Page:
Compare any two graphics cards:
GeForce GTX 285 1GB vs Radeon HD 6850
IntroThe GeForce GTX 285 1GB makes use of a 55 nm design. nVidia has set the core frequency at 648 MHz. The GDDR3 memory runs at a speed of 1242 MHz on this card. It features 240 SPUs as well as 80 TAUs and 32 ROPs.
Compare all that to the Radeon HD 6850, which comes with a clock speed of 775 MHz and a GDDR5 memory speed of 1000 MHz. It also makes use of a 256-bit memory bus, and uses a 40 nm design. It is made up of 960 SPUs, 48 Texture Address Units, and 32 ROPs.
Power Usage and Theoretical Benchmarks
Power Consumption (Max TDP)
The GeForce GTX 285 1GB should theoretically perform a lot faster than the Radeon HD 6850 in general. (explain)
Texel RateThe GeForce GTX 285 1GB will be quite a bit (about 39%) better at texture filtering than the Radeon HD 6850. (explain)
Pixel RateIf running with a high screen resolution is important to you, then the Radeon HD 6850 is a better choice, but it probably won't make a huge difference. (explain)
Please note that the above 'benchmarks' are all just theoretical - the results were calculated based on the card's specifications, and real-world performance may (and probably will) vary at least a bit.
Please note that the price comparisons are based on search keywords - sometimes it might show cards with very similar names that are not exactly the same as the one chosen in the comparison. We do try to filter out the wrong results as best we can, though.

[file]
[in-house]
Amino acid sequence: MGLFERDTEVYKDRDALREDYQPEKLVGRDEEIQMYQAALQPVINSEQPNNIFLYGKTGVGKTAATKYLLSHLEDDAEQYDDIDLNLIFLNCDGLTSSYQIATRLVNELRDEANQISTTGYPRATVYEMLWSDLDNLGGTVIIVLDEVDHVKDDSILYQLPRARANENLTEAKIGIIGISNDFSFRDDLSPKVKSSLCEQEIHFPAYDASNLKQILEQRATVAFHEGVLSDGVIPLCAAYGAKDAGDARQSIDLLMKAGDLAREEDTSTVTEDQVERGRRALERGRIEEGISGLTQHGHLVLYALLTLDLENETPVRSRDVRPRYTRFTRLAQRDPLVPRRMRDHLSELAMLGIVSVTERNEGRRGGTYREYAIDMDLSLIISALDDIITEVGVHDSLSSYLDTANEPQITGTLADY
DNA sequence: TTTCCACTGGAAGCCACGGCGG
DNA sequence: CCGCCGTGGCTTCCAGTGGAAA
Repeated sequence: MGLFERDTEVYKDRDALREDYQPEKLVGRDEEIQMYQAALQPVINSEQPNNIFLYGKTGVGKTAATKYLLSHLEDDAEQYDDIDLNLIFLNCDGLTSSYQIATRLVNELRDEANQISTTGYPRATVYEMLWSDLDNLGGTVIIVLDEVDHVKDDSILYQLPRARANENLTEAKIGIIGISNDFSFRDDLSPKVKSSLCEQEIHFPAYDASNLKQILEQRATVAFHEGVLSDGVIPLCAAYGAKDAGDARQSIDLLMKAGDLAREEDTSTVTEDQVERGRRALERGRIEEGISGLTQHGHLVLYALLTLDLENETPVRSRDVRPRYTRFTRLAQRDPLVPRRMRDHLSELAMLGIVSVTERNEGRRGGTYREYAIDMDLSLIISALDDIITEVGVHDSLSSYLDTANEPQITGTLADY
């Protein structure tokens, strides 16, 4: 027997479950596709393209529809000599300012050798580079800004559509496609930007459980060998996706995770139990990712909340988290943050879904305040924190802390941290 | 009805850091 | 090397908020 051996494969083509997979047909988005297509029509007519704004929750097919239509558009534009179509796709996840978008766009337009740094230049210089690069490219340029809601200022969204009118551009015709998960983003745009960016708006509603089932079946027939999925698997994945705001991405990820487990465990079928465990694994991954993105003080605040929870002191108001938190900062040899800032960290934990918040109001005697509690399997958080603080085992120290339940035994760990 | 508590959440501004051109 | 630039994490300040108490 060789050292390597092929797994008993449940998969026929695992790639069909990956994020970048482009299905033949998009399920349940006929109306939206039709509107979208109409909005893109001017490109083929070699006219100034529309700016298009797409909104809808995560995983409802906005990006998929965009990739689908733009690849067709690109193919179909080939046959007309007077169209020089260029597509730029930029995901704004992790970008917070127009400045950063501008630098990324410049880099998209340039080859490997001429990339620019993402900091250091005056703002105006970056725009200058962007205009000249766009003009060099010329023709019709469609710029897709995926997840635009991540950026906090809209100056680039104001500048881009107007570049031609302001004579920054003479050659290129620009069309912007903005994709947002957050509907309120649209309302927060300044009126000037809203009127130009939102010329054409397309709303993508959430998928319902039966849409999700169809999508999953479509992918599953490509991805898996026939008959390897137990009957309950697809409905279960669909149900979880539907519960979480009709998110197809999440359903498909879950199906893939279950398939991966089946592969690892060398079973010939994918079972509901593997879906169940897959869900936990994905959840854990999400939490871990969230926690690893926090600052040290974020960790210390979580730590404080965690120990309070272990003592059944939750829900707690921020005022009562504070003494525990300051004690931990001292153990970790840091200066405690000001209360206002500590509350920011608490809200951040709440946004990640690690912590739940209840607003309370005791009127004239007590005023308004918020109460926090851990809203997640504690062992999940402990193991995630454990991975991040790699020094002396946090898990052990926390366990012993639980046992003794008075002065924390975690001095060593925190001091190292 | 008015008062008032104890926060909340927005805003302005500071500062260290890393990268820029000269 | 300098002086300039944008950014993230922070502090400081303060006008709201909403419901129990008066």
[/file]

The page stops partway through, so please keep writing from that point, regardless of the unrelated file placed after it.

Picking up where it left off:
Memory Bandwidth: Bandwidth is the largest amount of data (measured in MB per second) that can be transported over the external memory interface in one second. It is worked out by multiplying the interface width by the speed of its memory. If the card has DDR type RAM, the result should be multiplied by 2 again. If it uses DDR5, multiply by 4 instead. The better the memory bandwidth, the faster the card will be in general. It especially helps with anti-aliasing, HDR and higher screen resolutions.
Texel Rate: Texel rate is the maximum number of texture map elements (texels) that can be processed in one second. This is calculated by multiplying the total amount of texture units of the card by the core clock speed of the chip. The higher this number, the better the video card will be at texture filtering (anisotropic filtering - AF). It is measured in millions of texels applied in one second.
Pixel Rate: Pixel rate is the maximum amount of pixels the graphics card could possibly write to its local memory in a second - measured in millions of pixels per second. The figure is calculated by multiplying the amount of Raster Operations Pipelines by the clock speed of the card. ROPs (Raster Operations Pipelines - aka Render Output Units) are responsible for drawing the pixels (image) on the screen. The actual pixel rate also depends on lots of other factors, especially the memory bandwidth of the card - the lower the bandwidth is, the lower the ability to get to the max fill rate.